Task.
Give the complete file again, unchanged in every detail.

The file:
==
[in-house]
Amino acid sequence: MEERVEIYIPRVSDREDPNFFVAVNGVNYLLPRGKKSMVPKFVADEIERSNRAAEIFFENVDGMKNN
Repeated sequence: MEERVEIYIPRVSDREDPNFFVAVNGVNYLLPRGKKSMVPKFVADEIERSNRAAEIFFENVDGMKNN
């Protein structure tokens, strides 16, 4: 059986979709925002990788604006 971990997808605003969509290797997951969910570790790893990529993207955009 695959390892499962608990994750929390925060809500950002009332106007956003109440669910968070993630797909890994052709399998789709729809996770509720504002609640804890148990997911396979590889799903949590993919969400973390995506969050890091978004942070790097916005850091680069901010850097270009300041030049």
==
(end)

[in-house]
Amino acid sequence: MEERVEIYIPRVSDREDPNFFVAVNGVNYLLPRGKKSMVPKFVADEIERSNRAAEIFFENVDGMKNN
Repeated sequence: MEERVEIYIPRVSDREDPNFFVAVNGVNYLLPRGKKSMVPKFVADEIERSNRAAEIFFENVDGMKNN
């Protein structure tokens, strides 16, 4: 059986979709925002990788604006 971990997808605003969509290797997951969910570790790893990529993207955009 695959390892499962608990994750929390925060809500950002009332106007956003109440669910968070993630797909890994052709399998789709729809996770509720504002609640804890148990997911396979590889799903949590993919969400973390995506969050890091978004942070790097916005850091680069901010850097270009300041030049």